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New law in North Carolina leads to sharp drop in the number of abortions

by | Nov 13, 2023

By Dave Andrusko

Good news out of North Carolina, proving yet again that elections do matter: when pro-lifers advance in numbers, the incidence of abortion goes down.

Rachel Crumpler, reporting on Friday, wrote

The number of abortions provided in North Carolina has dropped significantly after the implementation of increased restrictions in the state on July 1, according to data estimates from a national organization that tracks trends in reproductive health.

During the first month operating under North Carolina’s new law that limits most abortions after 12 weeks of pregnancy and requires two in-person appointments for anyone seeking an abortion, the Guttmacher Institute reported that medication and procedural [surgical] abortions provided in the state in July dropped by 31 percent from the previous month. A new round of data released this week demonstrates how the state’s restrictions hinder access to abortion care. 

While the Guttmacher Institute found that the number of abortions provided in August increased slightly from July, the total was still down 28 percent from June, before the restrictions took effect.

The more than 4,200 abortions documented in June dropped by roughly 1,200 in August. Crumpler interviewed data scientist Isaac Maddow-Zimet, who leads Guttmacher’s Monthly Abortion Provision Study project.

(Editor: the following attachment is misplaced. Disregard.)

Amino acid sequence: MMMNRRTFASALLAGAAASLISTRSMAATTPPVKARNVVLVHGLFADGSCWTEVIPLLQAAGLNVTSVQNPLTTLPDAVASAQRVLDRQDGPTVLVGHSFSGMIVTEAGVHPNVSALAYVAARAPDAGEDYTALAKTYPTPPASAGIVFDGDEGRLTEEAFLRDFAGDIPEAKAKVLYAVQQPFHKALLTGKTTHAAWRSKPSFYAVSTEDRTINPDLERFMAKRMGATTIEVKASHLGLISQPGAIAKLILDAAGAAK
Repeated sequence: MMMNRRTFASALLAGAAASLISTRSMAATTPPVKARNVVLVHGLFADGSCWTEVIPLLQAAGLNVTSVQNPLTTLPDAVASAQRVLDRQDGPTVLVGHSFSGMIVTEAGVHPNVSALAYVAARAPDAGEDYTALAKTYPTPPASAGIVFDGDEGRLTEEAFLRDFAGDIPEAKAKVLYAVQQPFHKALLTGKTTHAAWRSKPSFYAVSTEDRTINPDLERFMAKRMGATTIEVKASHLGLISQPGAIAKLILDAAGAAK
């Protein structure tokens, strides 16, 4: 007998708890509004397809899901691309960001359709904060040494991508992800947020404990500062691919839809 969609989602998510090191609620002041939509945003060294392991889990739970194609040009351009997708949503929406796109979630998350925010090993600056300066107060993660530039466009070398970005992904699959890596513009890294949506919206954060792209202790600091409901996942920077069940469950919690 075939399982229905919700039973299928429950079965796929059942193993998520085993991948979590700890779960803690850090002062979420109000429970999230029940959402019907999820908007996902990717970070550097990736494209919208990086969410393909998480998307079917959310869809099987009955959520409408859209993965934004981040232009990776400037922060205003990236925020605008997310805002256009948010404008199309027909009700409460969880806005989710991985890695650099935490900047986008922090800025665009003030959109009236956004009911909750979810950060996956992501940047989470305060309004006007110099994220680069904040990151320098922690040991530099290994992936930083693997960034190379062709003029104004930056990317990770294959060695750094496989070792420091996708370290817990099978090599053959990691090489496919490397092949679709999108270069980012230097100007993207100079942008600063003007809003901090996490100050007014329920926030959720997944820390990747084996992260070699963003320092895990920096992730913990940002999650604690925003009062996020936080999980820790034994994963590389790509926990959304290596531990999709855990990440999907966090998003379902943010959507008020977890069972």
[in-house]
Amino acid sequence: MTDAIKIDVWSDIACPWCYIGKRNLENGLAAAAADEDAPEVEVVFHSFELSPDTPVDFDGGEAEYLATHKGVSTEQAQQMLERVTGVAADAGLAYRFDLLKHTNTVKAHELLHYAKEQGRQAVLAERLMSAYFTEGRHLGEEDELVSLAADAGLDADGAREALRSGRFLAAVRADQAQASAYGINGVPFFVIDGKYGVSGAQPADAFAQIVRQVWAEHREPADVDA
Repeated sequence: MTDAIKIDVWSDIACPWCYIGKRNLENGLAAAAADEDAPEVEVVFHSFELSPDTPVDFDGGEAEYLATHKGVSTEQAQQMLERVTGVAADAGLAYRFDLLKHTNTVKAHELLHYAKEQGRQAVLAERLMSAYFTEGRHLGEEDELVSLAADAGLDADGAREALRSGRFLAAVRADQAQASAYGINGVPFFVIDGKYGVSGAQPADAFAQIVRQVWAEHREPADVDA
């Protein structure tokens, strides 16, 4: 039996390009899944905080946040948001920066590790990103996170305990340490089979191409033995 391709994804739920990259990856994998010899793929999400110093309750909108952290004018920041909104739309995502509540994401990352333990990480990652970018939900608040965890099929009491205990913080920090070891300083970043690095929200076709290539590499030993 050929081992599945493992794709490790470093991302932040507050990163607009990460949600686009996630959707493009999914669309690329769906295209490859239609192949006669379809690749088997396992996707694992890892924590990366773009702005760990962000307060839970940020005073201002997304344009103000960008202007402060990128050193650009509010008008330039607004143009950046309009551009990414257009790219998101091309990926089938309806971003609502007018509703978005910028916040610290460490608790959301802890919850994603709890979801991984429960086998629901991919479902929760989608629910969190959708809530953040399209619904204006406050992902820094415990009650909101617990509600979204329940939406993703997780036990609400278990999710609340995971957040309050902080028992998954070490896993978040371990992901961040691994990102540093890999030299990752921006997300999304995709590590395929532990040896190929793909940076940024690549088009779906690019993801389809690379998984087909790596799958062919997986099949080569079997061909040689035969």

“Unfortunately, what we see in August is really not much of a recovery,” Maddow-Zimet said. “That suggests to us that this ban and the addition of the in-person counseling requirement is too much of an obstacle for many folks in North Carolina and those traveling to North Carolina to be able to overcome to receive care.” 

Effect on nearby states? “Maddow-Zimet said Guttmacher data showed no increases in abortions provided in nearby states like Virginia, the District of Columbia or Maryland that would offset the decline in North Carolina.”

“Unfortunately, what we see in August is really not much of a recovery,” Maddow-Zimet said. “That suggests to us that this ban and the addition of the in-person counseling requirement is too much of an obstacle for many folks in North Carolina and those traveling to North Carolina to be able to overcome to receive care.” 

The gestational limit alone—from 20 weeks down to 12 weeks—“does not account for the significant monthly volume declines in July and August of 1,300 and 1,200 fewer abortions than before the law took effect,” Rivera reported.

There was also the impact of requiring women to receive in-person counseling “at least 72 hours before an abortion — something that could previously occur by telephone — is making it harder for people to access the procedure,” according to North Carolina Health News.

Categories: State Legislation